We are in the process of creating a next generation firm that provides software and services as a service to our clients anywhere in the world. The result of building a firm like this is that we realize we need to have three important language skills.
We know that we need to be proficient in languages that humans speak and machines use. They are equally important. We know that we need to speak ten languages to reach 82 percent of people online and closer to 27 to provide true global support in most key countries. And we know we need to understand how words work together to shape behavior. Here’s more on each of these skills.
#1 – The Big 3 of Human Language — for each language, we strive to have industry expertise, cultural knowledge and language fluency. It’s not enough to translate language. If we are to provide enterprise-level insights for the top brands in the world daily, our team needs to know the ins and outs of a country and a market category. Industry, culture and language fluency…..
Today, our team speaks 21 languages and we’re rapidly building out the big 3.
It’s not enough to be a developer that simply works hard and cranks out code. The big 3 apply. Our team needs to understand the needs of the industry/clients we serve, understand how to integrate well with our clients (cultural fluency) and know the language or technology fluently. Innovation and intimate knowledge of a client’s needs are related. Our software developers are as important as the creative directors of any agency. Both develop great ideas and solutions that we had never thought of before.
#3 – The Words that Drive Language – often referred to as natural language processing, it is time for firms like ours to build our own taxonomies that show patterns of word choice that are aligned with each phase of behavioral change online. NLP does an excellent job of focusing on the choices of words in a sentence, ala how nouns, verbs and adjectives work together to make a statement. We can now go well beyond this to see repeatable patterns of word and phrase choices associated with inflection points in a behavioral cycle, ala what the impact of a product review is on changing the dialogue or leading to a purchase. Does the language towards a purchase accelerate due to a review? When do we see an issue forming and why? And on and on…..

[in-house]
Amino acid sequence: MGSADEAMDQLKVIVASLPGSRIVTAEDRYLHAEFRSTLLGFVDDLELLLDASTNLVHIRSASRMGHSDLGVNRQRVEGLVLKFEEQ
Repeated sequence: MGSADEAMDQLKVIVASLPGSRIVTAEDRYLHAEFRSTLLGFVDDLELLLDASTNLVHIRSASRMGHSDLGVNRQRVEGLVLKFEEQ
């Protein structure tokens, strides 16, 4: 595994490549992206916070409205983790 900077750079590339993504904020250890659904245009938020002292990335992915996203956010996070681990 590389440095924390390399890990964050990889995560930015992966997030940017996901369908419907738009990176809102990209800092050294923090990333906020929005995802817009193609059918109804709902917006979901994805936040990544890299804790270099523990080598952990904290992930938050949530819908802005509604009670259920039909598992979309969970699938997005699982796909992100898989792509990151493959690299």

We know that computer code knows no boundaries and neither do our ideas. The only barrier to a firm like ours is the speed at which we can combine our expertise in human and machine language with our knowledge of which words matter.
The firms that know what is happening in locations thousands of miles away will be more valuable than the teams with people on the ground who are doing what worked yesterday. Together, of course, these same two groups can team up and build advantage for clients, regardless of whether they are in the same firm or network. After all, it’s the brand that matters, not the network of the agency. And its why we are always willing to be the best partner with our client’s agencies. Always.
Insightful knowledge is borderless. It’s also not easy to achieve. Firms that can intelligently speak with anyone, anywhere in the world about the insights they are seeing in a local market and figure out what it means together, will build partnerships that are game-changing. When we can provide those same insights at an enterprise level, in the cloud, via any device, even better.
Through effective use of language and technologies, we are on a journey to unlock the full potential of today’s brand.
All the best, Bob